March 20, 2003

Buddhist Peace Group
Attends
Union College 'Lysistrata' Reading

We sat cross-legged, in silent meditation, holding pictures of Iraqi children in front of our faces

The Buddhist Peace Group participated in the Union College 'Lysistra' reading today. As people entered
the auditorium, they found us sitting cross-legged, in silent meditation, our faces behind pictures of Iraqi children.

After the play, the entire audience joined us in two minutes of silent meditation, in which we visualized - with compassion - the children of Iraq.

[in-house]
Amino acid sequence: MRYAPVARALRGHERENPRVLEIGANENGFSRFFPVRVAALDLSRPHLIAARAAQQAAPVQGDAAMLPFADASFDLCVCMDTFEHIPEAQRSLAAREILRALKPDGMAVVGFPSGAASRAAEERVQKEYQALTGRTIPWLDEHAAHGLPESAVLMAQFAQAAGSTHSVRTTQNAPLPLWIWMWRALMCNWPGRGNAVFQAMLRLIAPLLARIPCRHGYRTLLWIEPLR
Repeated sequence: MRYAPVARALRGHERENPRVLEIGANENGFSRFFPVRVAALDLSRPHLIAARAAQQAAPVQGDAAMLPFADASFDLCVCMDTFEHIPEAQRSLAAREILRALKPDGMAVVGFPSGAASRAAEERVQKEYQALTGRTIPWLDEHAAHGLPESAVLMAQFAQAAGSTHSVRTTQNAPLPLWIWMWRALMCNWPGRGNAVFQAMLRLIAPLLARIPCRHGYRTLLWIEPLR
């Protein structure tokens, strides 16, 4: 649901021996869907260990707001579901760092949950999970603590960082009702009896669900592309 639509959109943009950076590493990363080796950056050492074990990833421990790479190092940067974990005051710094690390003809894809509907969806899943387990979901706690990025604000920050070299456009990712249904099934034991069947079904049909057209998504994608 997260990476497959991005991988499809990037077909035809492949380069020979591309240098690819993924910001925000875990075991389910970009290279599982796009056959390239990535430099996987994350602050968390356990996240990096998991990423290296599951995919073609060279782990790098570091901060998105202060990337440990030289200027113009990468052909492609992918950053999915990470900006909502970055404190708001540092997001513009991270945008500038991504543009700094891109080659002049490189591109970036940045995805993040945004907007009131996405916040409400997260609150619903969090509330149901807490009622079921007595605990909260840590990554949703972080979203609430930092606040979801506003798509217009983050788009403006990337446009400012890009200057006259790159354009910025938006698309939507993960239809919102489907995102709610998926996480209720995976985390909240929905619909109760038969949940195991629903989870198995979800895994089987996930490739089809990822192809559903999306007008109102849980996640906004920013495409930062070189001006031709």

Buddhists typically use various forms of 'calm abiding' meditation to learn how to achieve inner peace. Other practices, often involving visualizations, are used to actively engender empathy towards others, including one's enemies.

These meditations are used in combination with methods for examining our motivations and attitudes in order to then be able to take appropriate action to bring about peace in our hearts and in the world.

If, as Howard Zinn pointed out in his recent talk at Siena College, we could only see the Iraqi children, meet them face to face, we'd soon recognize that they are like our children. We'd realize that they have the same desires and needs as our children - and we would have no war.

In the absence of opportunities for face-to-face meetings, we must use whatever methods that we have at our disposal to engender empathy for those to whom we would do harm.